First, the Board asserted that it was necessary to evaluate which interactions between the financial players would be accepted as anti-competitive agreements and/or manipulative conduct.

The Board noted the similarity between the manipulation and an agreement since both have an element of artificiality. However, the Board also remarked the two different points between the definitions as follows:

  • Manipulation is a term that only concerns the artificial determination of price, supply and demand of financial instruments/products and services that are traded in financial markets, whereas the concept of anti-competitive agreements, from physical markets to financial markets, concerns every market conceivable.
  • While manipulation can be realised by one party only, for the existence of a violation within the meaning of article 4 of Law No. 4054, there must be an agreement, coordination or exchange of competitively sensitive information between two undertakings.

The Board stated that the following aspects are important:

  • whether the information exchange between the traders is against competition;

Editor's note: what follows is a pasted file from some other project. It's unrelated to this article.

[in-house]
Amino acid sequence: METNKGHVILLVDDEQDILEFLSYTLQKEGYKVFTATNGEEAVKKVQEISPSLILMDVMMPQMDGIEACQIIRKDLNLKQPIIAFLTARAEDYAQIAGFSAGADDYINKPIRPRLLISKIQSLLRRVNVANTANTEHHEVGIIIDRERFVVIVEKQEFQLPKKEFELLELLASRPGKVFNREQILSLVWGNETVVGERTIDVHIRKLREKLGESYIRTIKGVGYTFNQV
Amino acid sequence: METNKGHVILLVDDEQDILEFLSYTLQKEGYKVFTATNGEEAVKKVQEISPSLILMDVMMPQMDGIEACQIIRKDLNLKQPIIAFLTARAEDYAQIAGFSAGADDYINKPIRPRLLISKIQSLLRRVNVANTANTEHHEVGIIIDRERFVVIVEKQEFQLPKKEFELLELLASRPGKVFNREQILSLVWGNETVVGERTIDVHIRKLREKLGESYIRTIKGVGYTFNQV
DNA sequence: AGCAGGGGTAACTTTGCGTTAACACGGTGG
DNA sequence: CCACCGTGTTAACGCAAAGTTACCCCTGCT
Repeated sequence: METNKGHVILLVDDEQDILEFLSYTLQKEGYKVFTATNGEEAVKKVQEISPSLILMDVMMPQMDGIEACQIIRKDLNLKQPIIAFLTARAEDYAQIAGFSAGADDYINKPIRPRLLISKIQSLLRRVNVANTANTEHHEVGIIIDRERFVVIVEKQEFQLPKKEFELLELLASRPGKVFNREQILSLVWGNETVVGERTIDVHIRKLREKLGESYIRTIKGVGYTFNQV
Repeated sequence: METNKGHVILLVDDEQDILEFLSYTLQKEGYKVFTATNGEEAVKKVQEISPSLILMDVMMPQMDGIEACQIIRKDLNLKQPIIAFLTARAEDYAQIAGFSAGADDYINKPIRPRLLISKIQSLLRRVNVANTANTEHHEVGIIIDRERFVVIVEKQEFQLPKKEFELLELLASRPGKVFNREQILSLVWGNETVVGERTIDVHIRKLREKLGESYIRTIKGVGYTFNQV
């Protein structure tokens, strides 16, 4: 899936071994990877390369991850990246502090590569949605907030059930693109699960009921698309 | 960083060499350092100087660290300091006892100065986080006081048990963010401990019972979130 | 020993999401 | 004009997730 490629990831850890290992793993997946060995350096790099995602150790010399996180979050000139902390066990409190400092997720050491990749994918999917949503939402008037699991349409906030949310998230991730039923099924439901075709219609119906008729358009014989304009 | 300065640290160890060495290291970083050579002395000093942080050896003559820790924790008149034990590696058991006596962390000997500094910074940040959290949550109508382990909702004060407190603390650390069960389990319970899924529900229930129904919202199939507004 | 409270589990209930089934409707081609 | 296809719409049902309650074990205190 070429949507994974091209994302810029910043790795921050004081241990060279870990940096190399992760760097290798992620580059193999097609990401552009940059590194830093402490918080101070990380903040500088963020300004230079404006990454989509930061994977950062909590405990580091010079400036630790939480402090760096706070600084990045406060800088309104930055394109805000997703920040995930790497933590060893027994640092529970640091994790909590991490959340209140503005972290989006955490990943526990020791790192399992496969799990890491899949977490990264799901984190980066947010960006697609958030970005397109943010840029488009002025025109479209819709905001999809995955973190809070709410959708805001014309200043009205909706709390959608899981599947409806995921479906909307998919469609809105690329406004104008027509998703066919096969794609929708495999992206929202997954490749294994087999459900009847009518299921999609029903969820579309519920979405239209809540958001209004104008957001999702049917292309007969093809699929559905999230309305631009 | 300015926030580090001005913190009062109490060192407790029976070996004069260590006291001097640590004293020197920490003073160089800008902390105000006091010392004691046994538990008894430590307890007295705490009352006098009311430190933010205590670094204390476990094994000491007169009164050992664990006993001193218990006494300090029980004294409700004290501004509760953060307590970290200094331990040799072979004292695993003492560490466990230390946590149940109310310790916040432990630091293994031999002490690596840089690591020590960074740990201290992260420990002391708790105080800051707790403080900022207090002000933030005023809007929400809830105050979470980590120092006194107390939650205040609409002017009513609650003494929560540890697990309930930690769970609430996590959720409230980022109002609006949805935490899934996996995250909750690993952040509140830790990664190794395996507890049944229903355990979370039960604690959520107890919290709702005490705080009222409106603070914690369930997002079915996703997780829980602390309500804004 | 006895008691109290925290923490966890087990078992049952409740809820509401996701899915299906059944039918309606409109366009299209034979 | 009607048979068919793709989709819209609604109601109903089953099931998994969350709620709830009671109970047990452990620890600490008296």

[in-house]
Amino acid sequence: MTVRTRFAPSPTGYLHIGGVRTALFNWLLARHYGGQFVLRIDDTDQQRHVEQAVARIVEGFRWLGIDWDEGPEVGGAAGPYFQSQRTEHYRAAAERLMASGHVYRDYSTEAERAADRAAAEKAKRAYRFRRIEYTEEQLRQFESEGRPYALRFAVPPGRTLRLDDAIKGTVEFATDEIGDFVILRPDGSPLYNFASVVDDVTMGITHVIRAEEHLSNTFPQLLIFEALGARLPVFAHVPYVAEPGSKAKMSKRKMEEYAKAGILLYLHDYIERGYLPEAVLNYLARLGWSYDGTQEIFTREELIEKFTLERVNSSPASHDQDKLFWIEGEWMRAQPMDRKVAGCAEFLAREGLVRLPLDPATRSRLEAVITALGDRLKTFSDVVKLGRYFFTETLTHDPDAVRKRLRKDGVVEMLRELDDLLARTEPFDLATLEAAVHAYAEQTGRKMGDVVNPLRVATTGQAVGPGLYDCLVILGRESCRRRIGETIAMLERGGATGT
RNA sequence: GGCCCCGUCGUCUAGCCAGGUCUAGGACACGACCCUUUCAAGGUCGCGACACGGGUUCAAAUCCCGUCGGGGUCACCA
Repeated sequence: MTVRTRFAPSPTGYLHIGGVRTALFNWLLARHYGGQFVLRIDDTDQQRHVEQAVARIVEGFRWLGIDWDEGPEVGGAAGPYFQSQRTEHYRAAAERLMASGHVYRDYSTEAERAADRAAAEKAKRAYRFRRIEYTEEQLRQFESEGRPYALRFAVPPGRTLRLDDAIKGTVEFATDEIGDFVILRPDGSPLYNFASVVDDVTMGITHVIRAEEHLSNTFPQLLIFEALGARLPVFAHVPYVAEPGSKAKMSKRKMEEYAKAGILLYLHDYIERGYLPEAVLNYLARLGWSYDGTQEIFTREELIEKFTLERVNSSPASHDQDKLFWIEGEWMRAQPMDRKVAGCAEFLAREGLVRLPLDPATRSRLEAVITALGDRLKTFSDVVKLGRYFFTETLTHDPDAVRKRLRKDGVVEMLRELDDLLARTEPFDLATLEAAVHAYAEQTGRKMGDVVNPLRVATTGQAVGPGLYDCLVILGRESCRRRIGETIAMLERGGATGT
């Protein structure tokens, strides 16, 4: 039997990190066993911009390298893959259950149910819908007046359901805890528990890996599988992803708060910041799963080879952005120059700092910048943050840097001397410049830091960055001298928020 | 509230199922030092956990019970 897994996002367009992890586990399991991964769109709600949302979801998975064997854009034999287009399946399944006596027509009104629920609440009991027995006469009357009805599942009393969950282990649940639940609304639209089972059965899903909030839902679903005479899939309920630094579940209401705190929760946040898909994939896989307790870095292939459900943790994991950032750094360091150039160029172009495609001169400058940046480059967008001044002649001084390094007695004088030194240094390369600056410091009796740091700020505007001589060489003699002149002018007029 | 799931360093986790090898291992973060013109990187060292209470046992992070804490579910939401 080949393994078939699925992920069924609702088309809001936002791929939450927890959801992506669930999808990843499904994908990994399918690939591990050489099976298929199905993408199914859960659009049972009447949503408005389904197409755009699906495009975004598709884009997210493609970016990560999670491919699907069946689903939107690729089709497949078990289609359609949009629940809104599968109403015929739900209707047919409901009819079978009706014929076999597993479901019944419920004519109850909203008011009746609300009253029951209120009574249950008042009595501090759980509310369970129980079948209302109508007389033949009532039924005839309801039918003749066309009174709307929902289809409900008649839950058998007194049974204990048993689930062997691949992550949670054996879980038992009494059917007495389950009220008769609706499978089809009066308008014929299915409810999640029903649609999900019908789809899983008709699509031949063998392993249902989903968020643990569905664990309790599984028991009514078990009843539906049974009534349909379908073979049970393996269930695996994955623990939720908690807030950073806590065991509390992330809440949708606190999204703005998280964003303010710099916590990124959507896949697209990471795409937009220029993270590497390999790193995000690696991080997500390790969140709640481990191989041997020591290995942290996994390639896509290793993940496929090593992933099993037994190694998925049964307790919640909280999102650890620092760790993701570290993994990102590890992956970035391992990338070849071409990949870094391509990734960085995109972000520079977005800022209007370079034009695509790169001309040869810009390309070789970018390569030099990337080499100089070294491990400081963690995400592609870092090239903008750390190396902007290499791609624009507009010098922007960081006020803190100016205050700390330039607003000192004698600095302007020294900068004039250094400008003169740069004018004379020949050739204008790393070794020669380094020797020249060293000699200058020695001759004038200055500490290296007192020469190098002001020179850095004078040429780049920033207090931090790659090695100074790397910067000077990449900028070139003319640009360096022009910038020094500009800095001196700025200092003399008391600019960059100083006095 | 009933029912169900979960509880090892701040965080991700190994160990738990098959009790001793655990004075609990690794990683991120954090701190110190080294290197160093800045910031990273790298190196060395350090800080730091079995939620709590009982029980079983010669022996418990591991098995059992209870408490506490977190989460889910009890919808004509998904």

• the nature of the information exchanged; and
  • whether the information has an anticompetitive effect in the relevant market structure.

Further, the Board underlined that the evaluation of the exchange of information for each relevant product market had to be made separately since each market has its own specific characteristics.

The Board found that the information exchange between the traders regarding its positions (short or long term) may have a negligible effect in terms of competition since financial markets are complex, high-volume, unstable and multiplayer, and the dynamic market structure causes information to become out of date in a short time. Indeed, in the FX decision, the Board held that the manipulation aspect of the conducts of the investigated parties outweighed the anti-competitive aspects and that front-running and stop-loss hunting conduct do not relate to competition in terms of gaining customers; instead, they constitute manipulative cooperation, which is fundamentally directed to deceiving the customer.